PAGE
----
Cary buyers in Singapore are having a merry time with the Monetary Authority of Singapore (MAS) eased rules on motor vehicle loans, revealed a study by Credit Bureau Singapore (CBS).
Singapore’s consumer credit bureau in a press release has said that data from its members banks for both new and second-hand vehicles showed that motorists borrowed an average of S$65,868 to finance their car purchases in December last year - a 22.5 per cent increase from S$53,777 in May and a 10.9 per cent increase from S$59,408 in December 2015.
In the year 2016, motorists took up 76,942 new motor vehicle loans, 25.6 per cent more than the previous year.
The highest amount borrowed by an individual in last year was S$837,135, lower than the record of S$1.08 million borrowed by a single motorist in July 2015.
The loan curbs imposed in 2013 aimed to lower demand for cars and Certificate of Entitlement (COE) premiums, as well as encourage financial prudence and support efforts to promote a car-lite society.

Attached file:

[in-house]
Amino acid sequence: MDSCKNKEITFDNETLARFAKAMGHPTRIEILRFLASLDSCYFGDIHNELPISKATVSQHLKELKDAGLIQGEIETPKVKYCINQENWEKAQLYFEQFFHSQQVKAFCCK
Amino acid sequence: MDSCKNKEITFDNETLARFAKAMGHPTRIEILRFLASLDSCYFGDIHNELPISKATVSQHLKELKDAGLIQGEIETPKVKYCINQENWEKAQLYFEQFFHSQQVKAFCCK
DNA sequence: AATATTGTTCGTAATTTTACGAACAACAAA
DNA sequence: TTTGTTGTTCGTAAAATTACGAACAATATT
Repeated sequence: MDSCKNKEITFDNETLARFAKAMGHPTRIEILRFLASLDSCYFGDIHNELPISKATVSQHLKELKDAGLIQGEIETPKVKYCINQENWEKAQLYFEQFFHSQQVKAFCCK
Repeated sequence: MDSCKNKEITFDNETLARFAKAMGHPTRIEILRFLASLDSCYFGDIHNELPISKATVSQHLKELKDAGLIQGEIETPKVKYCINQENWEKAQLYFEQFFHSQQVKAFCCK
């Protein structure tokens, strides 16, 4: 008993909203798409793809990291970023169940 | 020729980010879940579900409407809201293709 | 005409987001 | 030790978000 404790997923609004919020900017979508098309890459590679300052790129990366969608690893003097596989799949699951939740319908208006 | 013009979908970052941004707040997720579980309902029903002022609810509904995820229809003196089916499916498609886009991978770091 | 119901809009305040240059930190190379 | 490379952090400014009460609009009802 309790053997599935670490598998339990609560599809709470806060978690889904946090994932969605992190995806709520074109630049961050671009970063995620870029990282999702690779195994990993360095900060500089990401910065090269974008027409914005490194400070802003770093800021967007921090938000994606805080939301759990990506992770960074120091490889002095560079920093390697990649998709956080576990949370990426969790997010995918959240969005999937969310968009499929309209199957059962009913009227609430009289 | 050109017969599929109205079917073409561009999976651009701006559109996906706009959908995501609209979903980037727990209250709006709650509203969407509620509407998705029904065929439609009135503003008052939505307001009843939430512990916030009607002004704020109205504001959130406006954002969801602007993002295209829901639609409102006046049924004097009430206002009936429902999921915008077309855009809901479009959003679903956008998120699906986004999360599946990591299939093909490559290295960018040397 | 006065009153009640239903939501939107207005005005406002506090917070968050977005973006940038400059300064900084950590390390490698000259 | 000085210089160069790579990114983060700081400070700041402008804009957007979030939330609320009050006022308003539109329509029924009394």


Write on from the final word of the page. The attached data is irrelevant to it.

The rules were eased after a “sustained moderation” in COE premiums over the subsequent three years. Car buyers can now borrow up to 70 per cent of the purchase price – up from 60 per cent – for cars with an open market value (OMV) of S$20,000 or less. Buyers of cars with OMVs of more than S$20,000 can now borrow up to 60 per cent of the purchase price, up from 50 per cent. The loan tenure was also raised from five to seven years.
Despite the heavier debt commitment, the CBS study found there was a decline in the number of delinquent debtors. Just 1.3 per cent of car loan holders had instalments overdue by more than 30 days in December 2016 - the lowest since January 2015 - compared to 2 per cent in December 2015. This compares to the record delinquency rate of 3.82 per cent in 2012, just before the MAS curbs were introduced.
The study was based on data for 244,488 car loan holders who took loans from member banks of CBS: Bank of East Asia, Citibank, DBS, HL Bank, Hong Leong Finance, HSBC, Maybank, Industrial and Commercial Bank of China (ICBC), OCBC, SIF, Singapura Finance, StanChart and UOB.